While Mr. Wingrove has participated in courthouse lawn holiday decorations for years, he criticized this year’s Loudoun County-sponsored displays that can stand unattended — a Christmas tree, menorah and Santa with his sleigh — as promotion of specific religious beliefs and a violation of the separation of church and state.
Leesburg District Supervisor Ken Reid was also quoted in the Times piece, and he disagreed in rather forceful terms:
“None of the religious organizations in the county have had any problem with what we’re doing,” he said. “It’s strictly this group of terrorists. They’re fanatics who basically want to stamp out religion in all public life and property.”
Reid’s comments have been highly controversial, and have garnered no small amount of media attention. In an email forwarded to me this morning, Reid indicates that he regrets his choice of words:
I have asked God for forgiveness, have consulted with my rabbi and my friends about my regrettable use of the word “terrorist group” to describe local Loudouners who seek a ban on the creche and other religious symbols from the courthouse lawn.
I never said all nonbelievers are terrorists, but atheist groups and liberal blogs across the nation are accusing me of saying that and one even said I called them “fascists.” A few have said I am part of “The Christian RIght,” because the media failed to note that I am Jewish, but have stood up for Christian and Jewish symbols on the courthouse lawn.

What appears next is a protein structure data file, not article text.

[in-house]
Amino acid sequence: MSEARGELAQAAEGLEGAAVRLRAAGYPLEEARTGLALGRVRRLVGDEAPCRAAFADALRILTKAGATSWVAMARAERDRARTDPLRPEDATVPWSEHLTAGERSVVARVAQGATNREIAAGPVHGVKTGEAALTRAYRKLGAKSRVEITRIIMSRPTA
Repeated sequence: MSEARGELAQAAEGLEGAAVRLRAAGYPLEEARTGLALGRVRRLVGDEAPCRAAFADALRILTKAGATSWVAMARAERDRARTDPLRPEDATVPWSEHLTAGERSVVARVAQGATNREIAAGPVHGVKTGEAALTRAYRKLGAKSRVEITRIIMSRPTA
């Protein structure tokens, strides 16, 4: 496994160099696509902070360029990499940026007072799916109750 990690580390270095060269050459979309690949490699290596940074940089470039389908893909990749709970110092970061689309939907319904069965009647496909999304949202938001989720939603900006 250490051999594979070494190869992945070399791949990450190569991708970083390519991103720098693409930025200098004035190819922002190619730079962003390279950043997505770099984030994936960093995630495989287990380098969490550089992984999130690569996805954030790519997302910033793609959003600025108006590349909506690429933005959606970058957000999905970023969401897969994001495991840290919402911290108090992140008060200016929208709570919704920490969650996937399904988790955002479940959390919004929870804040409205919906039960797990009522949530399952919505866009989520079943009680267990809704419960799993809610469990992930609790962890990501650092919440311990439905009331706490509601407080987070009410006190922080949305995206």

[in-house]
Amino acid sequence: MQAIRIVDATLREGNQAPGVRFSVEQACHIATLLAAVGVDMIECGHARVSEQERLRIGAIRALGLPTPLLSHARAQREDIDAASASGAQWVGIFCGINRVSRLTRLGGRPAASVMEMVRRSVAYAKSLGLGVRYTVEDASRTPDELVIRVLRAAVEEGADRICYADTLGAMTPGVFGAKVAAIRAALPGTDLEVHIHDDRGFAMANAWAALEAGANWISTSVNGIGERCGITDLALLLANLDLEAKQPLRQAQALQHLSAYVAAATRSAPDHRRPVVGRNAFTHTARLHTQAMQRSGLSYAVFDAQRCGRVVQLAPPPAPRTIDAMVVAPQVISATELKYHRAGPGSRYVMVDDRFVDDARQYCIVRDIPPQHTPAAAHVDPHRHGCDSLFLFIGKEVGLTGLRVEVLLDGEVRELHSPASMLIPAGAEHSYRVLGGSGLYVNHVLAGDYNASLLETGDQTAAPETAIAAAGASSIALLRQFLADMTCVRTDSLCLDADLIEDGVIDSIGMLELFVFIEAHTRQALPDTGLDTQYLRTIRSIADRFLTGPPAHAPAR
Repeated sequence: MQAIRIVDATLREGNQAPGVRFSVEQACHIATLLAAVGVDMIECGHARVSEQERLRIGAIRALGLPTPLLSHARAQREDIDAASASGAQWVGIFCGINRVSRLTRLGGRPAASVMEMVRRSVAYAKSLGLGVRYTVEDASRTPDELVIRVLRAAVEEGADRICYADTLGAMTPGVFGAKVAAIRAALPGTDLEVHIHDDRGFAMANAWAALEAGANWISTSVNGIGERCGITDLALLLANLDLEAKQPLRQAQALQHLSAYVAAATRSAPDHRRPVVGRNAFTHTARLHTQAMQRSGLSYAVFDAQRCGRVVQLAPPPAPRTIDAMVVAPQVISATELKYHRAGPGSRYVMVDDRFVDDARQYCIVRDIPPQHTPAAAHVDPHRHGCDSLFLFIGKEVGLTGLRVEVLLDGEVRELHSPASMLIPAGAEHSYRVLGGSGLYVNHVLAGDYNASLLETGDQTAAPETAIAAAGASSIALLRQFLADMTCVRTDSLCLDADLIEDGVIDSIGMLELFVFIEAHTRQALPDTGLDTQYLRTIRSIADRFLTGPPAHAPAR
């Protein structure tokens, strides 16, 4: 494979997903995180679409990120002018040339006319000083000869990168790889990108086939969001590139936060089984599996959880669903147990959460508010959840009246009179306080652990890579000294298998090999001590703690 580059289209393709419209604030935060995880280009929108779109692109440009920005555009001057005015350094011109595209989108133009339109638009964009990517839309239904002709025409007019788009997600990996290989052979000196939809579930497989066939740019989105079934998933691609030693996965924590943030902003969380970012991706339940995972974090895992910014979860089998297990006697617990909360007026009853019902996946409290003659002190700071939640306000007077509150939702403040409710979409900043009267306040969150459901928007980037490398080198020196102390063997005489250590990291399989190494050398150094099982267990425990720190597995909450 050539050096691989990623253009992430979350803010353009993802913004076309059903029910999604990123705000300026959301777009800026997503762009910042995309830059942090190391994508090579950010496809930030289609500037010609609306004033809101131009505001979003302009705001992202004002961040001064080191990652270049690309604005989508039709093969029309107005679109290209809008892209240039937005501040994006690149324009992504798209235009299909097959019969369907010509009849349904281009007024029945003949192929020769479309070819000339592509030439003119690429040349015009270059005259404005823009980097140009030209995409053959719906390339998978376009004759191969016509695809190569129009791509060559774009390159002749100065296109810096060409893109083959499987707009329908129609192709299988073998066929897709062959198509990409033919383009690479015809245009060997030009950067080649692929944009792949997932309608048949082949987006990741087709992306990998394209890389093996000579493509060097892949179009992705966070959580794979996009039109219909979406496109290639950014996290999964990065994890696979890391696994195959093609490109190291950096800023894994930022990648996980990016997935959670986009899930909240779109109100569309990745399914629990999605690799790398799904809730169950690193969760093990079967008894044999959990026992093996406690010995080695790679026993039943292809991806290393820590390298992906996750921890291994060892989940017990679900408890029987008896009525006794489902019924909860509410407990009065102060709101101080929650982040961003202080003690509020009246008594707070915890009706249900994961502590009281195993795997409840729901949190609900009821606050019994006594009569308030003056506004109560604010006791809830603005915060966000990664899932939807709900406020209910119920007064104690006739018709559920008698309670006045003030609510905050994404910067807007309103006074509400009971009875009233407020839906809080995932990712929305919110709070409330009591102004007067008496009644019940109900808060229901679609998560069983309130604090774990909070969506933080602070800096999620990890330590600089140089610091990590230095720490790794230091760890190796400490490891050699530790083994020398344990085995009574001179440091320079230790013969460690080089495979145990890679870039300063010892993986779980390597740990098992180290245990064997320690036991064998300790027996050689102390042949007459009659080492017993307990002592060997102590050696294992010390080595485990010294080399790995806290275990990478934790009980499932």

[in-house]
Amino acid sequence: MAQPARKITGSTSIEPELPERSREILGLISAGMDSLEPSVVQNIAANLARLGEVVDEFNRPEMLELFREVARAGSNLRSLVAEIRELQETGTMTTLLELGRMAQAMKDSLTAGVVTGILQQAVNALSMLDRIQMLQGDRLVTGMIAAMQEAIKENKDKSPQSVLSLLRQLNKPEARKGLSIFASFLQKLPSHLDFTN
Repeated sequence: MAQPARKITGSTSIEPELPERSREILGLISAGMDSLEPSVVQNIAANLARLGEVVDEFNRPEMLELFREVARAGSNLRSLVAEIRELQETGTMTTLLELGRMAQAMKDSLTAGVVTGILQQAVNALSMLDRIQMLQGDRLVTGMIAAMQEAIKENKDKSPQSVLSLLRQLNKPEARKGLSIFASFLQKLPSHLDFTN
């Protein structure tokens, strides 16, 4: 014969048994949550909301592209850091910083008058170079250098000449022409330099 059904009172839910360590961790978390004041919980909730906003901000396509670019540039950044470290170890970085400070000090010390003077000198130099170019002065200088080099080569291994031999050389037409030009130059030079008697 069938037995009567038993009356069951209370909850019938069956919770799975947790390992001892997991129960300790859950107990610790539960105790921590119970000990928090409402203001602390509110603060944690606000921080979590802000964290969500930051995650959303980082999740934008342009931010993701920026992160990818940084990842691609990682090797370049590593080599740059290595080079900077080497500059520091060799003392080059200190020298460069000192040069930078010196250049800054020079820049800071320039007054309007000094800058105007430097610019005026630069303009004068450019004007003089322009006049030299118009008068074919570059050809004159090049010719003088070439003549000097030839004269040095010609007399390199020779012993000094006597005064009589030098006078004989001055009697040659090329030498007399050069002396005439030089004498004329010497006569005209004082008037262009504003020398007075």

I spoke with Reid, and it was evident that his regret over calling opponents “terrorists” was sincere. Though he wishes he had said things differently, his criticism was directed not at all atheists, but specifically with those activists doing battle over the Leesburg courthouse lawn. He remains concerned that the media attention over his poor word choice — for which he has already apologized — is being used for political purposes, and is a distraction from what people should be focused on during this time of year.
Reid told me, “We’ve had too many years of angst and grief over these displays.” Turning the attention away from his comments and toward the meaning of the holidays taking place this December was the thrust of our conversation. “I want to let this go and make this a positive holiday Season in Leesburg.”
I don’t live in Loudoun County anymore, but I support Ken Reid and the Loudoun Board of Supervisors for allowing traditional religious displays on the Courthouse lawn, as well as their decision to tighten requirements for the types of displays being represented there. If you or people you know live in the area, you can show your support by coming to the public input session which will be held on Tuesday, December 4th at the Loudoun County Government Center Board Room, loacted at 1 Harrison Street S.E., Leesburg, VA 20175. The meeting begins at 5PM, and public input begins as early as 6PM. There is expected to be a large contingent of those opposed to the Board of Supervisor’s actions, and a show of support from people who believe in the free exercise of religion during a time of year centered around some of our holiest observances would be most welcome.